We love collaboration, don’t we? Society is embracing new technology, but as we do, social interaction gradually changes.
Recently I have noticed of a few examples:
- My teenage children’s reluctance to pick up the phone and talk to their friends: they would much rather text or Facebook.
- Couples sitting together at a restaurant, both playing with their phones instead of talking to each other.
- People delivering difficult news (I’m sick/I can’t go/You’re dumped) by SMS rather than face-to-face or via a phone call.
- Chasing up late RSVPs to events I was organising, not provided by people as they wanted to keep their options open.
- Standing at a magnificent remote national park lookout and seeing the excitement of friends who could finally get reception on their mobile phones.
In the project management space, professional interaction is also changing. Bad news is more likely to come in the written/messaging form rather than in person. As more and more collaboration tools are rolled out, it is getting easier for people to deliver bad news in a ‘safe’ way, that is, a way that avoids immediate personal pain or conflict.
Professional norms and manners are changing too. More and more people think it is acceptable to be late to meetings, not RSVP to an invite, ignore a request to review a document, not return a phone call: ironically to not collaborate.
Most EPM tools have a degree of collaboration built in. EPM tools are typically driven by the PMO, finance or IT, however. For that reason they reflect the priorities of those groups; collaboration is considered a ‘nice to have’.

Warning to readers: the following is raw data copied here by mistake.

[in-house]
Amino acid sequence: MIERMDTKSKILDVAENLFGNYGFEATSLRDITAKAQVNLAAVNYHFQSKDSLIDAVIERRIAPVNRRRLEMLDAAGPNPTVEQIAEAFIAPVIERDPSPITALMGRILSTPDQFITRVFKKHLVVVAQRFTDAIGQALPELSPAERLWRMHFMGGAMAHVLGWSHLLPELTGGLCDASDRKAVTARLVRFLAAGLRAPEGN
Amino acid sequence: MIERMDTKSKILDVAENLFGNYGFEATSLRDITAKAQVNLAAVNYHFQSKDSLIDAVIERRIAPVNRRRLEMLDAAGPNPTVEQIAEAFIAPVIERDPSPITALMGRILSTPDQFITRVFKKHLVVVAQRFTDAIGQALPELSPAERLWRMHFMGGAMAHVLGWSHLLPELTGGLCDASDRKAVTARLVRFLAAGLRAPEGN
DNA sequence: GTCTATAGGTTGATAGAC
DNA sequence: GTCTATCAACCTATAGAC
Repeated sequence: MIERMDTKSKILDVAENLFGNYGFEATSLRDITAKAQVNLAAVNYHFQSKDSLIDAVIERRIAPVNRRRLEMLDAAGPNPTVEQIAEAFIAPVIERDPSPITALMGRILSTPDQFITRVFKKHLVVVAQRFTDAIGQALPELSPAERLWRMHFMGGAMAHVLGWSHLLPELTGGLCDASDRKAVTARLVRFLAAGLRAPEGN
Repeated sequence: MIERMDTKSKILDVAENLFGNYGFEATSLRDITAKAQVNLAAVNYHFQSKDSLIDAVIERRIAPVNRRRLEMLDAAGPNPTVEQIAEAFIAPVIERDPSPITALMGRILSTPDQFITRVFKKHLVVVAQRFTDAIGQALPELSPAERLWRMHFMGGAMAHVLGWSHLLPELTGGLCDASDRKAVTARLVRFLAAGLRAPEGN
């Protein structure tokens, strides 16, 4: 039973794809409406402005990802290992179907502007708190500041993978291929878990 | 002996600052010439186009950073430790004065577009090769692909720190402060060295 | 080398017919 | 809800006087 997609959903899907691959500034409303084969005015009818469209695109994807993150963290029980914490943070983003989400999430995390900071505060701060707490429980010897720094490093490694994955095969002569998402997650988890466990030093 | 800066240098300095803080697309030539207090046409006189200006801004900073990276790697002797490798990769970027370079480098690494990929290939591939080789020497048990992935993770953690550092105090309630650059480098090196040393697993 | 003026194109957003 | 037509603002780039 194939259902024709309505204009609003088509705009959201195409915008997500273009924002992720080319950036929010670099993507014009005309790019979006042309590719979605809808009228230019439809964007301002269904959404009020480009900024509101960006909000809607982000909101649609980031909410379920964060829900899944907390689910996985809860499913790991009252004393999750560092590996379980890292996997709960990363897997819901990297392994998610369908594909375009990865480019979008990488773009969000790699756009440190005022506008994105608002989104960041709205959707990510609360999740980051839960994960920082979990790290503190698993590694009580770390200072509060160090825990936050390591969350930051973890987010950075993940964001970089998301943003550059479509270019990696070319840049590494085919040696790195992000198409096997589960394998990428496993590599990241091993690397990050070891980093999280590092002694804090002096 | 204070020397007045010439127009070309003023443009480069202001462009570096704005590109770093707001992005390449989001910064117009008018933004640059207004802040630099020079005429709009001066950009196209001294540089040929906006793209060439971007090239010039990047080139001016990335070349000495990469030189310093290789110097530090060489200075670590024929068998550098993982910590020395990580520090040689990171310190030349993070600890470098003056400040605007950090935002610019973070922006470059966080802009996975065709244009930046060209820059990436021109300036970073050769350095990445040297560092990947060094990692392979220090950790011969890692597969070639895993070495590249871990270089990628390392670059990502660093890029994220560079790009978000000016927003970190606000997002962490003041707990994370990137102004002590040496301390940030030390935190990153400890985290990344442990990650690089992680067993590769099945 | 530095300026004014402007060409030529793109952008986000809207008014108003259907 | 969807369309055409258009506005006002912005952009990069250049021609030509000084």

Other organisations, through HR or IT, are rolling out dedicated collaborative tools such as Sharepoint. In some organisations there will be an overlap, particularly around:
- Document management/sharing
- Discussion forums/blogs/chat rooms
- List based functions, e.g. risks.
Meanwhile people, in their private lives, are adopting collaborative tools at a rapid rate, such as the Google suite of apps (including Google Docs, blogs, site, shared calendars etc) for web publishing, Dropbox for document sharing, Skype for messaging and phone calls and Facebook for messaging and photo sharing.
Where it gets interesting is that organisations are blocking personal collaboration tools via their firewall but are promoting their internal collaboration tools. But can people really be locked out of their personal lives? Are personal and work lives really that disconnected?
As people are supplied laptops, PDAs and smartphones and encouraged to always be online at home, can they then be expected not to connect to their personal network using those same devices? Businesses are happy to use Facebook to market their business but at the same time stop their staff using it. An interesting inconsistency.
Another interesting aspect is the disconnect between collaboration and commercial security. How does secure information stay secure when organisations are adopting collaboration and online information systems? In previous times, secure firewalls tried to ring fence the secure information. Software as a service (SaaS) applications have challenged that notion and have emphasised the question, how do you keep offsite data secure? In terms of collaboration, can you ever really stop people ‘chatting’?
So what will the future look like for professional interaction on projects? Access to information will grow. Access to analytical information will need to keep pace. Knowledge and wisdom will remain outside of the tools. The fundamental question of security will need to be resolved in the broader context.
I hope we will see a convergence of private and professional collaboration tools but with closed access to certain information. I also hope we will see the emergence of new manners to suit professional and personal collaboration—too much to hope for?